With the feeling of loneliness in adults at an all-time high, holidays like Valentine’s Day can leave us or our friends with an extra sting of dejection.
According to a 2020 Cigna report on loneliness, 78% of Gen Zers, 71% of millenials and 50% of baby boomers reported being lonely.
It’s important, particularly during holidays like these, to reach out and check in on your loved ones.
The ways that people react to celebrations of love and companionship vary. Some of us find Valentine’s Day a good reason to celebrate with a significant other while others find it trivial. Some of us can take a single Valentine’s Day in stride, while others prefer to ignore the celebrations all together.
But for some, Valentine’s can be a difficult or even painful time, consumed with loneliness, depression or anxiety because of the expectation to be partnered and in love.
And as we head into spring, suicide rates begin to spike up to their highest point of the year, according to the Centers of Disease Control and Prevention.
Loneliness can consume us all and is considered to be at an “epidemic” level, according to the Health Resources and Services Administration.
But there are actions that we can take to combat loneliness that go beyond pursuing a romantic relationship.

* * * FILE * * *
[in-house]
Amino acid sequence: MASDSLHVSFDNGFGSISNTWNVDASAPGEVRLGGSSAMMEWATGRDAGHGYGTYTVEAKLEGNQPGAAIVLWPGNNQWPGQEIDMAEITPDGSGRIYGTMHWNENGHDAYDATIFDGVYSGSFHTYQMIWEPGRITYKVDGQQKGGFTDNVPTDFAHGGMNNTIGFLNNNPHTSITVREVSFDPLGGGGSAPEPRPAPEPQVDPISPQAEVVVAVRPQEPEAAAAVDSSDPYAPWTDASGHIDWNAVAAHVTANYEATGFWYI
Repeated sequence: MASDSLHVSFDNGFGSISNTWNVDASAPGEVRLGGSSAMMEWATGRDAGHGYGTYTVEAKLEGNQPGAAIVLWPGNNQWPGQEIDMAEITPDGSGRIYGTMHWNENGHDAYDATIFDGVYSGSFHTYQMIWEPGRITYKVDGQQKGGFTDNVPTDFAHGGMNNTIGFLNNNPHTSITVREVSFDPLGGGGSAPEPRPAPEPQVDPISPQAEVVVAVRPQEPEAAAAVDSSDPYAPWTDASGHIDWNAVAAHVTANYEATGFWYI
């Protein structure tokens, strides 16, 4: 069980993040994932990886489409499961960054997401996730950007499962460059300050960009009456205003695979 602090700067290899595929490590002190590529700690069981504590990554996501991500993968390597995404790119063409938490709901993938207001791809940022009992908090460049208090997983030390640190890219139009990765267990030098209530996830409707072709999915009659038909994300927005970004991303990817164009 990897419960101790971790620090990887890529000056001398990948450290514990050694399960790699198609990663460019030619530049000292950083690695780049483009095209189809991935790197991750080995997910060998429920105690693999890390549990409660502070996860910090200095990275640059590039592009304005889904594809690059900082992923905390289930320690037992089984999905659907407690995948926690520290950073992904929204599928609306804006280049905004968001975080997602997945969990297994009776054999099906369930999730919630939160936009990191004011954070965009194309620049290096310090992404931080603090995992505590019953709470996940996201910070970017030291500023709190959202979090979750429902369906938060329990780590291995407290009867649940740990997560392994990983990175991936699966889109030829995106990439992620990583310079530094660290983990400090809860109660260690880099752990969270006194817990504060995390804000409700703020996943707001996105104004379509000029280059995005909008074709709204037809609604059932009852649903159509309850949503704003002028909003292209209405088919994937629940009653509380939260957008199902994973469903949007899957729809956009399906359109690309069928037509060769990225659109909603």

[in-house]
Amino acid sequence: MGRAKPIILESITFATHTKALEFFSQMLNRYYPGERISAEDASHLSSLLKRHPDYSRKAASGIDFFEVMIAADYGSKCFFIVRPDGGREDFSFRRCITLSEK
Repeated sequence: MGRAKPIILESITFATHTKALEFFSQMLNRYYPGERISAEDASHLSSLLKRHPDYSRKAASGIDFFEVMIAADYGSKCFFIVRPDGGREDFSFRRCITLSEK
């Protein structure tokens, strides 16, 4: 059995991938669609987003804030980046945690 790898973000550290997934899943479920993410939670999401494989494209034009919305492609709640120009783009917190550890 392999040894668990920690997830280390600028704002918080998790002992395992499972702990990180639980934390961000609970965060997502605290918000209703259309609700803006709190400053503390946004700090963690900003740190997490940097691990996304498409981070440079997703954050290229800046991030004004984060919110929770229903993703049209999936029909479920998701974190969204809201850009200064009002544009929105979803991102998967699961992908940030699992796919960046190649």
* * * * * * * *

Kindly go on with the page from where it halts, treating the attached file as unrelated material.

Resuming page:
According to Robin Dunbar, a University of Oxford psychologist, most people need about five people to share close bonds with, not just one.
So for a holiday in which we value relationships, this time of the year is a good time to spend strengthening the relationships we have with our friends.
Reach out to your friends this Valentine’s Day — the ones that do and the ones that don’t have plans — and see how they’re doing in the different aspects of their lives. Consider setting up a time to spend together and break away from feeling alone.
As holidays come and go and we juggle the different responsibilities that life brings, the actions we take to strengthen our relationships with our friends this Valentine’s Day can have positive results that go beyond the red roses and heart-shaped candy.
The Shorthorn Editorial Board is made up of opinion editor David Silva Ramirez; editor in chief Brian Lopez; news editor Rocio Hernandez; multimedia editor Anna Geyer; Jacob Reyes, life and entertainment editor; Amanda Padilla, life and entertainment reporter; and copy editor Andrew Walter.